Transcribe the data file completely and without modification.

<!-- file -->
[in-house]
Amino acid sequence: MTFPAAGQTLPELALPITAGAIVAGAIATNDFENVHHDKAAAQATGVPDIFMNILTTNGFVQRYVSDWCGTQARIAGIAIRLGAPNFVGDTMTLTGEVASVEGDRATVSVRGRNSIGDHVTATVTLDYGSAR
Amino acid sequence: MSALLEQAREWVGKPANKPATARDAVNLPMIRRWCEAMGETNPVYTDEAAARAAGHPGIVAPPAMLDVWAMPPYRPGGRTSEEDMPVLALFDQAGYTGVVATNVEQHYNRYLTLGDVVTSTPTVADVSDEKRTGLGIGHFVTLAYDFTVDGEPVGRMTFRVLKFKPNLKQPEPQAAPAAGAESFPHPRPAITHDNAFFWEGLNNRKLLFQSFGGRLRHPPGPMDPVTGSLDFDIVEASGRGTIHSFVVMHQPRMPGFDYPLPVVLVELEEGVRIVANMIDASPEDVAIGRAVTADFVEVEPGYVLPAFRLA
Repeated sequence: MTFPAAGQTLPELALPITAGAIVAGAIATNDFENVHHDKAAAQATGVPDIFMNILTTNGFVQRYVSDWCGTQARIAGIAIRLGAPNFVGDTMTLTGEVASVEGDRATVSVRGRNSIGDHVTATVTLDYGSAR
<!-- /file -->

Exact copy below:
[in-house]
Amino acid sequence: MTFPAAGQTLPELALPITAGAIVAGAIATNDFENVHHDKAAAQATGVPDIFMNILTTNGFVQRYVSDWCGTQARIAGIAIRLGAPNFVGDTMTLTGEVASVEGDRATVSVRGRNSIGDHVTATVTLDYGSAR
Amino acid sequence: MSALLEQAREWVGKPANKPATARDAVNLPMIRRWCEAMGETNPVYTDEAAARAAGHPGIVAPPAMLDVWAMPPYRPGGRTSEEDMPVLALFDQAGYTGVVATNVEQHYNRYLTLGDVVTSTPTVADVSDEKRTGLGIGHFVTLAYDFTVDGEPVGRMTFRVLKFKPNLKQPEPQAAPAAGAESFPHPRPAITHDNAFFWEGLNNRKLLFQSFGGRLRHPPGPMDPVTGSLDFDIVEASGRGTIHSFVVMHQPRMPGFDYPLPVVLVELEEGVRIVANMIDASPEDVAIGRAVTADFVEVEPGYVLPAFRLA
Repeated sequence: MTFPAAGQTLPELALPITAGAIVAGAIATNDFENVHHDKAAAQATGVPDIFMNILTTNGFVQRYVSDWCGTQARIAGIAIRLGAPNFVGDTMTLTGEVASVEGDRATVSVRGRNSIGDHVTATVTLDYGSAR